Make a difference on 4x4s

Sian calls on opponents of big polluting cars to stand up and be counted to make sure owners get hit

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This time last year, we were having a little party at Alliance Against Urban 4x4s HQ after Ken Livingstone announced plans to charge 4x4s (and other gas-guzzlers) a £25 congestion charge just a few weeks after we delivered our petition calling for almost exactly that. Now the hard work really begins as the plan is going out for public consultation this week.

In case you missed them, the proposals aim to introduce a new daily charge of £25 for cars in vehicle excise duty band G, covering cars that emit more than 225 grams of carbon dioxide per kilometre. There are also improved discounts for cleaner cars, with all vehicles in bands A and B (emitting less than 120 g/km of carbon dioxide) becoming totally exempt from the charge.

I don’t think anyone can argue that they need a 4x4 or 200 mph sports car in the centre of London and, in the absence of real action from central government, taking the lead and promoting cleaner cars on our own initiative is completely appropriate. The new rate will include all but a handful of 4x4s and every Bentley and Ferrari in town and will even remove their 90% resident’s discount, meaning owners of pointless status symbols will each pay a whopping £6,500 more per year just to have their machines parked in the zone.

I’m being harsh, but it’s an important issue. These cars aren’t harmless; the quantity of carbon dioxide emitted from even the least wasteful band G car is immense. If you have such a car, think about this: 225 g/km is the weight of a brick – of gas! – coming out of your exhaust pipe every five and half miles.

Importantly, almost every class of vehicle has models that aren’t in band G, so this is not an issue of freedom of choice. Some may find it painful to change their model of car, but people who genuinely need a 4x4 can seek out the few models that fall into band F, avoid the higher charge and do their bit to reduce climate change at the same time.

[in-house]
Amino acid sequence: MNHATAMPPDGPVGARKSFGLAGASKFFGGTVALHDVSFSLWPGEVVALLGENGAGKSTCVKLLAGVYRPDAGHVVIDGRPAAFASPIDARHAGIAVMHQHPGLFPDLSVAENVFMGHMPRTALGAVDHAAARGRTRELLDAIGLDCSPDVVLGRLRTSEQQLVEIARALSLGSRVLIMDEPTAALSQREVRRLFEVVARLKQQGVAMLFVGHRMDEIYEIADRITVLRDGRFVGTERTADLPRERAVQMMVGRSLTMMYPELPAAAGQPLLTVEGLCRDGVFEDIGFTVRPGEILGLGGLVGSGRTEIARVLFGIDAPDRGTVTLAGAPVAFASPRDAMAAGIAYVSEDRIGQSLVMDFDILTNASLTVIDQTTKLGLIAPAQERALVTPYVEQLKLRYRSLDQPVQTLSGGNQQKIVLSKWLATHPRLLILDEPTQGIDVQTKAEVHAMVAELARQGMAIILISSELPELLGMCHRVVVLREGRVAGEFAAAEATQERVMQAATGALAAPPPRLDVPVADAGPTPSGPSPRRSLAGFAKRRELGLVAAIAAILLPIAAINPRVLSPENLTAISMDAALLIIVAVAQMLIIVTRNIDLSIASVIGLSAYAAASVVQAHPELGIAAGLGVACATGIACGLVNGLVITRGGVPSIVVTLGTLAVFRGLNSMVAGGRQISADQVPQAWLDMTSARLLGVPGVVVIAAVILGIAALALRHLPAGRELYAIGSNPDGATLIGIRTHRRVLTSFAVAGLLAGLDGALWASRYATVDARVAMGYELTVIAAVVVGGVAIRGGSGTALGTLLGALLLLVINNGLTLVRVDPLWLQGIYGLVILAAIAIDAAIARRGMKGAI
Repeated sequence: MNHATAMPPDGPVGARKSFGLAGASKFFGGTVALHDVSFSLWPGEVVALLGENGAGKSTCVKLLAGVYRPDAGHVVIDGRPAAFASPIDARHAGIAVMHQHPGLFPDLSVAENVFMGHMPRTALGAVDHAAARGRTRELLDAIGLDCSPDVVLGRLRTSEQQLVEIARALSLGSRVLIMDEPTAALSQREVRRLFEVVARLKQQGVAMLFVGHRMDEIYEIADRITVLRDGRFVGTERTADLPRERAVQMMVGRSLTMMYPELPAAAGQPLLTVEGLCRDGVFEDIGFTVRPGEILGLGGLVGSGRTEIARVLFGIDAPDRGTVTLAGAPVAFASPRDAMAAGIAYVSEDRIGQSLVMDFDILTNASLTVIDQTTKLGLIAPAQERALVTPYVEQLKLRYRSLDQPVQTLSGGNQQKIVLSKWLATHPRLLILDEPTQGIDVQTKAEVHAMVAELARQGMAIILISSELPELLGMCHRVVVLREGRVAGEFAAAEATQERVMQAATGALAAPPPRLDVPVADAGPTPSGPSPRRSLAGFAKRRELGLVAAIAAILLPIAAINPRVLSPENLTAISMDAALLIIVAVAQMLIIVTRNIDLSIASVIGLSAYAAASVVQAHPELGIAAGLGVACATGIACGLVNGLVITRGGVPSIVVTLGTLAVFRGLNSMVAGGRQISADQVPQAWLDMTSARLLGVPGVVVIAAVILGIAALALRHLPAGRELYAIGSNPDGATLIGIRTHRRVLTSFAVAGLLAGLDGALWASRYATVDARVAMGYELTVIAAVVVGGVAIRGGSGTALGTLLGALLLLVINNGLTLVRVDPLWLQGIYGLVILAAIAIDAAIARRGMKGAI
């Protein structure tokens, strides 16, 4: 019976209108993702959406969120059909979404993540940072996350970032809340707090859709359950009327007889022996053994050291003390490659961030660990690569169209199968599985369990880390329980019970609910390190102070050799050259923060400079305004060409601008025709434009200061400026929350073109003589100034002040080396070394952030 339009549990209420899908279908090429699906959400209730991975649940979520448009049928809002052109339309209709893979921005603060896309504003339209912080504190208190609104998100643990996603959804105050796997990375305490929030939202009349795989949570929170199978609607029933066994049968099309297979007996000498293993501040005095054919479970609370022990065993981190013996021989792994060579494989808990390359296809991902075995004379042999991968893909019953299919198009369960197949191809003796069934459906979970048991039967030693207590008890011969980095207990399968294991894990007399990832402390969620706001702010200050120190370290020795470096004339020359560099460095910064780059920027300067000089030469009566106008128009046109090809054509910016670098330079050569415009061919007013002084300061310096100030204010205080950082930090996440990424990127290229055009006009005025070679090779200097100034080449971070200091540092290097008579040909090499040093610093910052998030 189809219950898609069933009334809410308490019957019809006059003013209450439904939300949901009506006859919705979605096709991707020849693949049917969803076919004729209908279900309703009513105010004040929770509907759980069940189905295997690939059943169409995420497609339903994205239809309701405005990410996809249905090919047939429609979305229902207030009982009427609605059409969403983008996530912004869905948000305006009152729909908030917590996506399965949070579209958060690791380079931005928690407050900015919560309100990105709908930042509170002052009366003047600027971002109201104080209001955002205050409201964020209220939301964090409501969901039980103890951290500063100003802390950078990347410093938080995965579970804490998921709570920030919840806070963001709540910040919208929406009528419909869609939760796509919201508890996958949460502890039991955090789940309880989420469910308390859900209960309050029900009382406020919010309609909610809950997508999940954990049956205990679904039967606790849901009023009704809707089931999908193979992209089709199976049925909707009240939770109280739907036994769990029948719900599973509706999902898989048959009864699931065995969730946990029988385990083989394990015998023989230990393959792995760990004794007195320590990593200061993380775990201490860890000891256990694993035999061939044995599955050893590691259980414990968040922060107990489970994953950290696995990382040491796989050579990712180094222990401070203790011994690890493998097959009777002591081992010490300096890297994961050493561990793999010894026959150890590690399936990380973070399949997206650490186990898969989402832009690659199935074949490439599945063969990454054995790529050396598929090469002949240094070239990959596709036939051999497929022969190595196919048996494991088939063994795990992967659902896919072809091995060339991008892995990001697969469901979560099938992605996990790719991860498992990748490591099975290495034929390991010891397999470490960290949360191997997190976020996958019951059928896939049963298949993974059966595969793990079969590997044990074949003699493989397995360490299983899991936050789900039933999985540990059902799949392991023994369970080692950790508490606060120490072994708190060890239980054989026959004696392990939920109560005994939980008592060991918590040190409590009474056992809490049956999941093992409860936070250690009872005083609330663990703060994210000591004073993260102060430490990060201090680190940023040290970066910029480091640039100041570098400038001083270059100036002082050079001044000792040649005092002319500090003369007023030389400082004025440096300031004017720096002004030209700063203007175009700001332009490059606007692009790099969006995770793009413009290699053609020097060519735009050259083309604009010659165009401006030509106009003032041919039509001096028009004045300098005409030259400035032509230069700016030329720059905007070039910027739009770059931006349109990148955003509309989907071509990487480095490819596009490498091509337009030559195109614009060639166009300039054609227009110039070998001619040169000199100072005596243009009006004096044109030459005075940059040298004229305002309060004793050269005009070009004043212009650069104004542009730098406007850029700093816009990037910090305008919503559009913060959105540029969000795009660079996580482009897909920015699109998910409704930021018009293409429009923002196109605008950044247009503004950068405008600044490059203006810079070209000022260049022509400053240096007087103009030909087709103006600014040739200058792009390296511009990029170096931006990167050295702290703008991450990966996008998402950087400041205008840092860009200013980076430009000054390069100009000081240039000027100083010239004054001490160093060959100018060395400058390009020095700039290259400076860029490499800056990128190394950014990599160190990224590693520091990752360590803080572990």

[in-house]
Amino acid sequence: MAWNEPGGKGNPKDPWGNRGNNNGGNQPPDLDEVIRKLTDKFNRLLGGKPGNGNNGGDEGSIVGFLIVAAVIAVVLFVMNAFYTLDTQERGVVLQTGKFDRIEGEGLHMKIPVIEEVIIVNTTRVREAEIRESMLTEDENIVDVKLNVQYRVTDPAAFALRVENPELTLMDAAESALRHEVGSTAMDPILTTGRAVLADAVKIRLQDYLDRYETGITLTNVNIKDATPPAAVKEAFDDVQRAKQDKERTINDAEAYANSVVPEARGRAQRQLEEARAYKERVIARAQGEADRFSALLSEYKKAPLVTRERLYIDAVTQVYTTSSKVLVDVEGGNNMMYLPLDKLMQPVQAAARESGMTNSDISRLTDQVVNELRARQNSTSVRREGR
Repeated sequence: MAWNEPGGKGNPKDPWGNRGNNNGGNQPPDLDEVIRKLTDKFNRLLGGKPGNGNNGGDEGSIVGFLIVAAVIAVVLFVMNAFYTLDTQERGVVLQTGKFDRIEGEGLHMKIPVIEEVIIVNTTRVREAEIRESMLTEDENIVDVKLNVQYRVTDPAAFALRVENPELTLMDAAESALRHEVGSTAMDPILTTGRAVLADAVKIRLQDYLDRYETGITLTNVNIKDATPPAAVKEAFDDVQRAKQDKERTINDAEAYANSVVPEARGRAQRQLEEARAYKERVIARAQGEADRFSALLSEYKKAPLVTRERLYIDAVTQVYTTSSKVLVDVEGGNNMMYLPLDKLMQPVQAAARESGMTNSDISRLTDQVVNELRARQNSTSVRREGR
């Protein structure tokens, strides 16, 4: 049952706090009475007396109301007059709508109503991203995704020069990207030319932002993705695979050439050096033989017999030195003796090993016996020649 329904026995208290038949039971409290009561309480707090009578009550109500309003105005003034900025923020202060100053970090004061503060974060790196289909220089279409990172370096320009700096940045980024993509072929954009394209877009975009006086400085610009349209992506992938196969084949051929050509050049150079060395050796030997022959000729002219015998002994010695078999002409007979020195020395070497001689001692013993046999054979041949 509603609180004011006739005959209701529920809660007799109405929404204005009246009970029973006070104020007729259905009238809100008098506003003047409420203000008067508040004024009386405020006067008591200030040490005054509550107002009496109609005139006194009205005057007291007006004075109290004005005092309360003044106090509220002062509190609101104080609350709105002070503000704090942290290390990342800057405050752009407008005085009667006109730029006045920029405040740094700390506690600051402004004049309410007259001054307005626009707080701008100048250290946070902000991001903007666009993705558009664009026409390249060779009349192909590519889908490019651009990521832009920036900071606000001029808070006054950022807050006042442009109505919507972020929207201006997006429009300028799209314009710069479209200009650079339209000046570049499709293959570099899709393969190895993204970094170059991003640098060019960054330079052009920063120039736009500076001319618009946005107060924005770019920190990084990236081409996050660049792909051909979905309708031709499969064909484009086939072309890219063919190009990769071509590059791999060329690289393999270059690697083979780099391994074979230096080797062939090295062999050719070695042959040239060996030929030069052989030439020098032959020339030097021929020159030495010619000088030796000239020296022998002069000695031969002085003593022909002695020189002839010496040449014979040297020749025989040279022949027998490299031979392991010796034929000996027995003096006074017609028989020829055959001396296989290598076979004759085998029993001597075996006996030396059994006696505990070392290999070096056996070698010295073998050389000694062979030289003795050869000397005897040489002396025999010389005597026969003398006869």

It’s all incredibly sensible, and we are confident the public consultation will show that the vast majority of Londoners want the charge to go ahead. With Greenpeace, the Alliance polled 5,000 people on the streets of London in 2005 using clipboards with the neutral phrase ‘transport survey’ written on the back. We found 85% support for a proposal to charge 4x4s and other gas-guzzlers a higher congestion charge, and many other polls have backed up this finding – with results ranging from 70-90% in favour.

The one exception to this rule was an online poll run by BBC Radio, trailing my appearance on a phone-in show a while back. This poll was running, as usual, well against 4x4s until about an hour before I was due in the studio. Then, all of a sudden, the voting rate went up from one or two people a minute to about 500 and the figures rapidly switched over. Clearly some clever 4x4-driving tecchy was fiddling the poll! I immediately alerted the programme makers, who didn’t seem very bothered, although I suspect they would be now in the wake of Blue Petergate.

Anyway, back to the issue at hand. It’s very simple: if you are a Londoner and, like me, think discouraging big stupid cars from polluting and clogging up our city is a good idea, get responding. You can be sure the ‘idiots’ will be getting their oar in too, so go to the Transport for London website tomorrow and register your support for the plan.

Sian Berry lives in Kentish Town and was previously a principal speaker and campaigns co-ordinator for the Green Party. She was also their London mayoral candidate in 2008. She works as a writer and is a founder of the Alliance Against Urban 4x4s
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